Emerging onto the first floor of Quinn Hall out of the wind and rain on Monday, April 22, I entered into a lobby full of graduate and undergraduate students, faculty, and community members chatting over refreshments. The majority of guests, however, were volleying for entrance into the TMD Department’s gallery space, where the famed quilts of “An American Quilt: Unfolding a Story of Family and Slavery” were displayed.
The exhibit was inspired by Rachel May, author of the book by the same name and PhD alum who graduated from URI in 2015. While she was earning her PhD in English at URI, May happened to take a Textiles, Fashion Merchandising and Design class and became fascinated by a pair of quilts made in the 19th century and donated to URI by Franklin Cushman, great-nephew of Susan and Hasell Williams. The Williamses were a slave-owning couple who met in Providence while Hassel was attending medical school at Brown University. Shortly after they were married, they moved to Charleston, South Carolina, where they owned four slaves by the names of Minerva, Eliza, Jane, and Juba.
As the academic year comes to a close again, we would like to recognize the winners of our English Department Awards!
When you walk into the URI Graduate Writing Center you are entering a warm, welcoming space where Master’s and Doctoral students and candidates in any field of study can turn to for help with papers, proposals, dissertation work and so forth. The URI GWC opened in the fall on September 4th, 2018 and in that first semester the center had 169 appointments and 97 event attendees; in a short amount of time, the center was a big hit. I recently had the opportunity to visit the GWC and chat with Coordinator and tutor, Ashton Foley-Schramm to hear about the incredible services available to all URI graduate students.
On Thursday, March 7, 2019, the English department hosted a very special Read/Write session. Vikki Warner, editor, memoirist and nonfiction writer, is an alumna of the English department at URI and was back to share excerpts from her memoir Tenemental: Adventures of a Reluctant Landlady.
Join us on March 7th to hear memoirist, editor, nonfiction writer and URI English alum Vikki Warner!
I recently did an email interview with URI PhD student and co-organizer of the 13th annual Graduate Student Conference at the University of Rhode Island, William Bowden. This year’s conference will be held on Saturday, April 13th, 2019.
Francesca Borrione is a fourth-year Ph.D. candidate focusing on film, literature, and adaptations depicting violence against women and her secondary focus is on Italian-Americans. Francesca is from Perugia, Italy and came to URI after meeting Dr. Peter Covino in Calabria while teaching Italian to study abroad students.
The Talent Development (TD) program at URI marked its 50th anniversary this academic year. Founded as a response to Dr. Martin Luther King, Jr.’s assassination, the program serves Rhode Island high school graduates from disadvantaged backgrounds. The roots of the TD program are in the Civil Rights movement and King’s fight to overturn systemic racism and provide opportunity for all. As we go into the Spring semester and consider the legacy of Dr. King this week, it is worthwhile to learn more about this program at URI that may not directly affect graduate students, but that continues to shape the university culture.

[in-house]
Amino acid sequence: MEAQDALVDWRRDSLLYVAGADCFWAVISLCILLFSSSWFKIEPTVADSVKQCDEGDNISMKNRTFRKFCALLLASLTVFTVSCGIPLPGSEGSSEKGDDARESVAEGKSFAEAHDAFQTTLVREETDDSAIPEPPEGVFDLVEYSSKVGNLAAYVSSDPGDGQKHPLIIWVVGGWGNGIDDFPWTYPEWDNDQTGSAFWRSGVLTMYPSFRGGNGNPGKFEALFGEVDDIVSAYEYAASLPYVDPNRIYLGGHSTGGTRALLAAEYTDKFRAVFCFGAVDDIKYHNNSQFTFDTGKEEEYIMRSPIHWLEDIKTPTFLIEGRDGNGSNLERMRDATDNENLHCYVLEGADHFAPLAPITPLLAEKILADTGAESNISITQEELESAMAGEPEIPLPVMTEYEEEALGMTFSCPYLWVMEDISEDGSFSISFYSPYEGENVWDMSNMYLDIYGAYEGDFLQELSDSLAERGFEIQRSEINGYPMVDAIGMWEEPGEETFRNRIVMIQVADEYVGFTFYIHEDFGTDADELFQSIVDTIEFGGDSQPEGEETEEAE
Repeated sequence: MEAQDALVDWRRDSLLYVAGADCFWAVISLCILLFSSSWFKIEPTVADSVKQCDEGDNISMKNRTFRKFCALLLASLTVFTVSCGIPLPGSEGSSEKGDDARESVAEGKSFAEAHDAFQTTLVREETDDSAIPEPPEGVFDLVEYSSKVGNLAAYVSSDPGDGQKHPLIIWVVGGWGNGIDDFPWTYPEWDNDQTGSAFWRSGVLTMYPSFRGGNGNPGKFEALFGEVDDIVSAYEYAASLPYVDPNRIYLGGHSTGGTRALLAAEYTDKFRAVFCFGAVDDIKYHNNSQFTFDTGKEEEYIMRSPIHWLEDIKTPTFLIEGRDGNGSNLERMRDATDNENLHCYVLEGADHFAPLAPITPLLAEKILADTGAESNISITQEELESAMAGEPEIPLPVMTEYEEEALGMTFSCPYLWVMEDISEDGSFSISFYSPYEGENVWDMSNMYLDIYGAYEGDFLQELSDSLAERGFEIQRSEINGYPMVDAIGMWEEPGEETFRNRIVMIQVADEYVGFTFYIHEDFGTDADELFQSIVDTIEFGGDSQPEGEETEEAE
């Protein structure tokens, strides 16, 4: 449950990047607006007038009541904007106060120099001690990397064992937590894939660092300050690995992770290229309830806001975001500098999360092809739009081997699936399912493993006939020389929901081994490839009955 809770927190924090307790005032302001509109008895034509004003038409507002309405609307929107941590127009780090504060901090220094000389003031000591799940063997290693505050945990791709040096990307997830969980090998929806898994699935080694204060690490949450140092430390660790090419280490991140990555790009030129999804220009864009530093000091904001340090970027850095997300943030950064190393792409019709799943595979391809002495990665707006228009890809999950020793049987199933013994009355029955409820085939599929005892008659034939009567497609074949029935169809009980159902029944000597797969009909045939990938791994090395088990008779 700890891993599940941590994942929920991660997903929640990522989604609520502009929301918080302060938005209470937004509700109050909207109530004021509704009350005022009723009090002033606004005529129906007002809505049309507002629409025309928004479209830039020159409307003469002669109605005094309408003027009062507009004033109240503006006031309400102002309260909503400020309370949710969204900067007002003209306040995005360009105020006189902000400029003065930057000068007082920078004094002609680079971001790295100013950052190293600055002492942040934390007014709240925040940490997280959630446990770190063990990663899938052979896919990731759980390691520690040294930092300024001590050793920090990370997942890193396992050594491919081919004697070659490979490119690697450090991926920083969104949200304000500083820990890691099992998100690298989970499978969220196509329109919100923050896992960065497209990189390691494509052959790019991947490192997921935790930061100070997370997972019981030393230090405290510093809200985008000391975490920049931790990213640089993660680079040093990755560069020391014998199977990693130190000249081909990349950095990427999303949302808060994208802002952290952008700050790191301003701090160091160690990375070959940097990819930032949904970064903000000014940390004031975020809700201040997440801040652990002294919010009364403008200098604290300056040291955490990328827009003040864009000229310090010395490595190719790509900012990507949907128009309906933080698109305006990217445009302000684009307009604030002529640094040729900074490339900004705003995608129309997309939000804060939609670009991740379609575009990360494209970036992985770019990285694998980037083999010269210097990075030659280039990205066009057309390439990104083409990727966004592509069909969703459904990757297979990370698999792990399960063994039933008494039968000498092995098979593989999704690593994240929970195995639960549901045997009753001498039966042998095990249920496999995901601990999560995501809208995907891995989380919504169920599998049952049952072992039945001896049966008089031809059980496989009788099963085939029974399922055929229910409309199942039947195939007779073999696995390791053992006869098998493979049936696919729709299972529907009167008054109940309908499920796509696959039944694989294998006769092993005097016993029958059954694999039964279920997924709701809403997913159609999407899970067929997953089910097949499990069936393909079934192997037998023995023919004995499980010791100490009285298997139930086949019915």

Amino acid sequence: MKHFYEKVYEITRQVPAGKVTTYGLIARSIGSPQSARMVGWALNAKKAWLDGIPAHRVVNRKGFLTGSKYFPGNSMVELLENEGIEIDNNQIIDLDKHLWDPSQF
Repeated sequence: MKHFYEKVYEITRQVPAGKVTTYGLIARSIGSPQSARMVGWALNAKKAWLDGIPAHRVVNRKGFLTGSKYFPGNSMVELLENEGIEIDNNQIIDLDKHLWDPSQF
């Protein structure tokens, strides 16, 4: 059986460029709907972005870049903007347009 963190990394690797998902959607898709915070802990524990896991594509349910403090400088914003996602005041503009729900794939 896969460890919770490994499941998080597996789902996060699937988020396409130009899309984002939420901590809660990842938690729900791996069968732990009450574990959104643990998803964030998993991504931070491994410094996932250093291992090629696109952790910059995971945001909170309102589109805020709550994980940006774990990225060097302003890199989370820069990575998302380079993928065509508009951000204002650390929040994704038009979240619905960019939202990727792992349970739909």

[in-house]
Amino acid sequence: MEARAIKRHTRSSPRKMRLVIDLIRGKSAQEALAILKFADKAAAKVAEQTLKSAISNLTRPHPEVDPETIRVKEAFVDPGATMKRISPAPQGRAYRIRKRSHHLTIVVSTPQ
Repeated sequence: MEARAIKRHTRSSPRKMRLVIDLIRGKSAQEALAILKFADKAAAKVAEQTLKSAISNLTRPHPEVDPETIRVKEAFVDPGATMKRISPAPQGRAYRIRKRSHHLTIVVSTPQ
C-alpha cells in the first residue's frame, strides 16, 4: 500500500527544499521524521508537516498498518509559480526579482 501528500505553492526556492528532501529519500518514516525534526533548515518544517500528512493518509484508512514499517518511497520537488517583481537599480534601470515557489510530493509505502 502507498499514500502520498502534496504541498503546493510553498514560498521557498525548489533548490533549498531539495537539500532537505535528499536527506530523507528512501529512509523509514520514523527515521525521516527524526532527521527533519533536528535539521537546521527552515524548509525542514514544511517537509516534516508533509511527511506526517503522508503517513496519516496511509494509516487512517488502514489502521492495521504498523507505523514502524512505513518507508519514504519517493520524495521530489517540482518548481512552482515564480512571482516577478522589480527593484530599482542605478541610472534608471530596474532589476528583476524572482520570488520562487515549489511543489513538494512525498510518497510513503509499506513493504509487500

Charles Kell is a PhD candidate at The University of Rhode Island and associate editor of The Ocean State Review. His poetry and fiction have appeared in The New Orleans Review, The Saint Ann’s Review, Kestrel, Columbia Journal, The Pinch, and elsewhere. Cage of Lit Glass, chosen by Kimiko Hahn for the 2018 Autumn House Press Poetry Prize, is forthcoming toward the end of 2019. He teaches in Rhode Island and Connecticut.
Heather J. Macpherson: First of all, congratulations on your manuscript, Cage of Lit Glass winning the 2018 Autumn House Poetry Prize judged by Kimiko Hahn! And thank you for participating in an interview for the URI Graduate Blog.
Dr. Christine Mok is the newest faculty member in the English department. After three semesters teaching at the University of Rhode Island, she is able to honestly say that it was the easiest transition that anyone could imagine and that it is wonderful being in our department. Before she joined us, she was a faculty member at the University of Cincinnati in Ohio for four and a half years. One of the things that made her transition seamless was moving from one state institution to another. However, Mok is quick to point out that our department is extremely collegial and that class sizes tend to be much smaller than other state institutions. One of the few things that was difficult in the transition was this issue of scale. Rather than teaching to a large lecture hall with 150 students and 6 graduate teaching assistants, classes are smaller and offer the chance for meaningful interaction between instructors and students. Though this required Mok to adjust her projection and classroom presence, it was far outweighed by her excitement to return to Rhode Island. Another reason this transition was simple was that Mok completed her PhD at Brown in Theatre and Performance Studies.
If you had asked Christine Mok if she planned to be an academic up until partway through her MFA, her answer would have been no. Continue reading “Faculty Profile: Dr. Christine Mok”